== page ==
Is Alaska Primary a Preview of GOP's November? Alaska Gov. Frank Murkowski suffered a huge defeat in the state's Republican primary on Tuesday, finishing third in the three-way race with just 18 percent of the vote. Does Murkowski's loss signal trouble ahead for GOP incumbents in November's midterm elections?

Is Alaska Primary a Preview of GOP's November?

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From the studios of NPR West, this is DAY TO DAY. I'm Alex Chadwick.


I'm Madeleine Brand. Coming up: one determined man, one mock FEMA trailer, and one meeting with the president at the White House.

CHADWICK: Politics is our lead story today, and political messages from around the country that the Bush administration may be reading. There were primary elections in several states yesterday. In Wyoming, Democrats renominated that state's popular governor Democrat David Freudenthal.

BRAND: In Oklahoma, the lieutenant governor, Mary Fallin, won the Republican primary for an open congressional seat. She hopes to become the first woman Oklahoma has sent to Congress in more than eight decades.

CHADWICK: And then there's Alaska where Frank Murkowski - a former senator and the state's current governor running for reelection - finished third in a three-way Republican primary.

We're joined by Washington Post political reporter Dana Milbank. Dana, third in a three-way race for the incumbent governor? What does that say?

Mr. DANA MILBANK (Reporter, The Washington Post): Well, I guess it beats fourth. Well, what it says is that he had been particularly unpopular there in part because he had appointed his daughter to his old seat in the United States Senate, and a lot of people perceived that as an obvious gesture of nepotism. Now what's interesting is it hasn't hurt her, but it definitely hurt her old man.

CHADWICK: So he actually was the senator. He ran for the governor's office, won that, thereby vacating his Senate seat and appointed his daughter to fill it. Not a good thing for a career move.

Mr. MILBANK: No, no. I mean, it would work in a sort of a hereditary monarchy, but Alaska has given that up in recent years.

CHADWICK: So is this part of an anti-incumbent trend, or is this just Frank Murkowski made a big mistake?

Mr. MILBANK: Well, it's some of each. There is, you know, if you look at what happened on the other side with Joe Lieberman, you look at Murkowski, and you look at polls showing Democrats - the minority party having somewhere around a 12 percentage point advantage coming up to these midterm elections. And you say, yes, there's a rather large sort of anti-incumbent feeling out there, which could be a huge problem for the Republicans.

But you have to temper that with the fact that so very few seats are actually in play - so that even if there is something of a big wave, it doesn't really wipe out everybody. And the people who handicap these races say it's still likelier than not that the Republicans remain in power in both the House and the Senate.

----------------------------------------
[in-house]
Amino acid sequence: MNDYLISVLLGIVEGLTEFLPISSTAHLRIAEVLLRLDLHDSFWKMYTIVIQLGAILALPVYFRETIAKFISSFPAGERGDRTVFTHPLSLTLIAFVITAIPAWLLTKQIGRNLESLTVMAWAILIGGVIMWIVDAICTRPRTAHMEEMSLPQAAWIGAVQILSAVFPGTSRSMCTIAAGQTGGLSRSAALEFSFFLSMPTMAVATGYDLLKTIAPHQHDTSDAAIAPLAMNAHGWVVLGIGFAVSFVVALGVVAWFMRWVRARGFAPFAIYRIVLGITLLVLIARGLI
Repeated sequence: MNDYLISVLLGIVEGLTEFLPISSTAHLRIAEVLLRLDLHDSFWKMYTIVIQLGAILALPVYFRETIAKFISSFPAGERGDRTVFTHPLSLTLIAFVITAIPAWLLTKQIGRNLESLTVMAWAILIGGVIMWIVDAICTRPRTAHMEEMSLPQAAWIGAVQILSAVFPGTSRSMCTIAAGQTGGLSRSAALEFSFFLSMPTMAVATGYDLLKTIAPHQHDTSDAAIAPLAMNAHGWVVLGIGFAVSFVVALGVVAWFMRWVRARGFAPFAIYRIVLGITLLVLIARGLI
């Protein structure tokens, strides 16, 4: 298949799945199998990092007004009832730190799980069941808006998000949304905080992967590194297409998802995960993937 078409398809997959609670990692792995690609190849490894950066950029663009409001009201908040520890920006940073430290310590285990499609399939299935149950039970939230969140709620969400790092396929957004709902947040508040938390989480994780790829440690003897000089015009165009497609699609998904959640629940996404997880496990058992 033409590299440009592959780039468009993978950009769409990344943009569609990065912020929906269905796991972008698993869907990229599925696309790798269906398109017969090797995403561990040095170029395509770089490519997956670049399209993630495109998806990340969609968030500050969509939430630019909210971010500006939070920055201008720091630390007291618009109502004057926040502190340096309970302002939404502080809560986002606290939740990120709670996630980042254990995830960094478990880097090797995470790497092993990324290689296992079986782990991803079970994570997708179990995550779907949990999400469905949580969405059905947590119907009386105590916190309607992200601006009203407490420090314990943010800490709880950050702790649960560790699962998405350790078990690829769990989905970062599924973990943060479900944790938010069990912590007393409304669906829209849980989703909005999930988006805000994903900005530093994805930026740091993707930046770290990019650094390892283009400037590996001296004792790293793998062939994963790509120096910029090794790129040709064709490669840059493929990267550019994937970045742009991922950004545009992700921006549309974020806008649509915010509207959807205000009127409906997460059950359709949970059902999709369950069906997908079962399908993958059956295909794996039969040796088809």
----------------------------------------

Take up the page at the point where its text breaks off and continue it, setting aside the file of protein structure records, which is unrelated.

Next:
Now, we're getting to a point where they're starting to say it could go either way. But under no scenario were we picturing a major Democratic majority in the House or the Senate.

CHADWICK: Dana, Senator John McCain appeared yesterday with another incumbent fighting to stay in office: Ohio Senator Mike DeWine. And the senator kind of went through a list or a kind of the rhetoric that the Bush administration -senior leaders in the administration - have used about Iraq.

He said mission accomplished. Last throws. A few dead-enders. And he went on to say I'm more familiar with those statements than anyone because it grieves me so much that we've not told the American people how tough and difficult this task would be. That's pretty sharp criticism from Senator McCain.

Mr. MILBANK: It sure is. But watch what he's not saying, and that is that the war in Iraq is a mistake, or that we should be pulling out of there. What he's doing is very cleverly getting behind the national sentiment - sort of, three in five Americans really turning against the war. But since he's been, you know, very clearly ideologically behind the war, he's saying right. What I'm objecting to is the way the Bush administration implemented things.

And there he's really got a solid backing of the American public behind him. People are split on what to do about it. Are we better off staying there or pulling out? But the people seem to be solidifying behind the view that it is become something of a debacle.

CHADWICK: And how are they splitting on the question of President Bush's responsibility for that? I'll just note one more political story. The president is appearing tonight at a fundraiser with Senator George Allen of Virginia, who got in trouble over the last couple of weeks because he used this term Macaca -possibly a racial slur - against a campaign aide for his challenger, a man of Indian descent.

But Senator Allen is going ahead to appear with the president.

Mr. MILBANK: Well, he is, but he's appearing with the president in a private home that is close to the press. So there won't be the actual photographs of the two men together.

It's Virginia, so it's not a place where the president is particularly unpopular. But both men have some sort of risk involved there. And, of course, George Allen's looking beyond this election season hoping to succeed President Bush in the White House. But obviously, his loose lips recently have made a big problem for him.

CHADWICK: Dana Milbank, political reporter for the Washington Post where he writes the Washington sketch column. Dana, thank you.

Mr. MILBANK: Thanks, Alex.

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